Articles written in Journal of Biosciences

    • Is hexamerin receptor a GPI-anchored protein in Achaea janata (Lepidoptera: Noctuidae)?

      Madhusudhan Budatha Thuirei Jacob Ningshen Aparna Dutta-Gupta

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      The process of uptake of hexamerins during metamorphosis from insect haemolymph by fat body cells is reminiscent of receptor-mediated endocytosis. Previously, we had identified a hexamerin-binding protein (HBP) and reported for the first time that uptake of hexamerins is dependent on the phosphorylation of HBP partly by a tyrosine kinase, which is, in turn, activated by 20-hydroxyecdysone (20E). However, the exact nature of HBP and the mechanism of interaction are still unknown. Here we report the possibility of HBP being a GPI-anchored protein in the fat body of Achaea janata and its role in the tyrosine-kinase-mediated phosphorylation signalling. Digestion of fat body membrane preparation with bacterial phosphatidylinositol-specific phospholipase C (PI-PLC), and the subsequent recognition by antibodies specific for the cross-reacting determinant (CRD), revealed that HBP is glycosylphosphatidylinositol (GPI)-anchored protein and, further, that the hexamerin binding to HBP was inhibited after digestion. Hexamerin overlay assay (HOA) of co-immunoprecipitated in vitro phosphorylated HBP showed exclusive binding to ∼120 kDa protein. Lectin-binding analysis of hexamerins revealed the presence of 𝑁-acetylgalactosamine (GalNAc) and 𝑁-acetylglucosamine (GluNAc), whereas HBP showed the presence of GalNac alone. Mild chemical deglycosylation studies and binding interaction in the presence of sugars revealed that glycan moieties are possibly not involved in the interaction between HBP and hexamerins. Taken together, these results suggest that HBP may be a GPI-anchored protein, and interaction and activation of HBP is through lipid-linked non-receptor src tyrosine kinases. However, additional studies are needed to prove that HBP is a GPI-anchored protein.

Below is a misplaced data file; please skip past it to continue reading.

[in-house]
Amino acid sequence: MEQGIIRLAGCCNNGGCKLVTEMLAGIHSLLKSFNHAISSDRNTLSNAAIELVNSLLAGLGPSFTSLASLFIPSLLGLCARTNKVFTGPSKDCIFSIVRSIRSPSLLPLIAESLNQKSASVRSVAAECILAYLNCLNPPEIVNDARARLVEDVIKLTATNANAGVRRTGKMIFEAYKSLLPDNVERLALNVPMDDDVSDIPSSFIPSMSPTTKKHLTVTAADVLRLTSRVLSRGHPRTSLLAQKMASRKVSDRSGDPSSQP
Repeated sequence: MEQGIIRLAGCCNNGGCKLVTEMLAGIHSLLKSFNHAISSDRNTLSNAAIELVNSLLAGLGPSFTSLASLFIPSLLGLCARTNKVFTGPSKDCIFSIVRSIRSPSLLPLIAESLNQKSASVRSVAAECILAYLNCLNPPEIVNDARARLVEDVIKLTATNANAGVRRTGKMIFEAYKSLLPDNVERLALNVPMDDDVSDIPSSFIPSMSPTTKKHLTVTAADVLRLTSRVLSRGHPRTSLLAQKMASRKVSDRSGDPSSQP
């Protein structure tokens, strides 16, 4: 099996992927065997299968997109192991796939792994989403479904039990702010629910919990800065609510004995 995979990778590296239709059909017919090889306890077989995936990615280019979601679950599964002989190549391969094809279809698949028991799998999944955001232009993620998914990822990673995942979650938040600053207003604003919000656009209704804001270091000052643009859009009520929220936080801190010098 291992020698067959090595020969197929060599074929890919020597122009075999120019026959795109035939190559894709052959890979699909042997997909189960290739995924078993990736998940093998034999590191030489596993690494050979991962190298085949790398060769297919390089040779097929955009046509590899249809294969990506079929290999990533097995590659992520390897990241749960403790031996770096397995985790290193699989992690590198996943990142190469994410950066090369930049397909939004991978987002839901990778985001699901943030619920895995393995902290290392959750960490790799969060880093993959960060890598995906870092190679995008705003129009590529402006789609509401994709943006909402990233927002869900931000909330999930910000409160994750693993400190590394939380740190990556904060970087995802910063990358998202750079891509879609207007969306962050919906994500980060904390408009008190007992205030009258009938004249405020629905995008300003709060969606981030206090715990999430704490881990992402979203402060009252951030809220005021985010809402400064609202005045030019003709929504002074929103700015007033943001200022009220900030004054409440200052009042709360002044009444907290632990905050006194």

• Midgut aminopeptidase N expression profile in castor semilooper (Achaea janata) during sublethal Cry toxin exposure


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      The midgut of lepidopteran larvae is a multifunctional tissue that performs roles in digestion, absorption,immunity, transmission of pathogens and interaction with ingested various molecules. The proteins localized atthe inner apical brush border membrane are primarily digestive proteases, but some of them, likeaminopeptidase N, alkaline phosphatase, cadherins, ABC transporter C2, etc., interact with Crystal (Cry) toxinsproduced by Bacillus thuringiensis (Bt). In the present study, aminopeptidase N (APN) was characterized asCry-toxin-interacting protein in the larval midgut of castor semilooper, Achaea janata. Transcriptomic andproteomic analyses revealed the presence of multiple isoforms of APNs (APN1, 2, 4, 6 and 9) which have lessthan 40% sequence similarity but show the presence of characteristic ‘GAMENEG’ and zinc-binding motifs.Feeding a sublethal dose of Cry toxin caused differential expression of various APN isoform. Further, 6thgenerationCry-toxin-exposed larvae showed reduced expression of APN2. This report suggests that A. janatalarvae exploit altered expression of APNs to overcome the deleterious effects of Cry toxicity, which mightfacilitate toxin tolerance in the long run.

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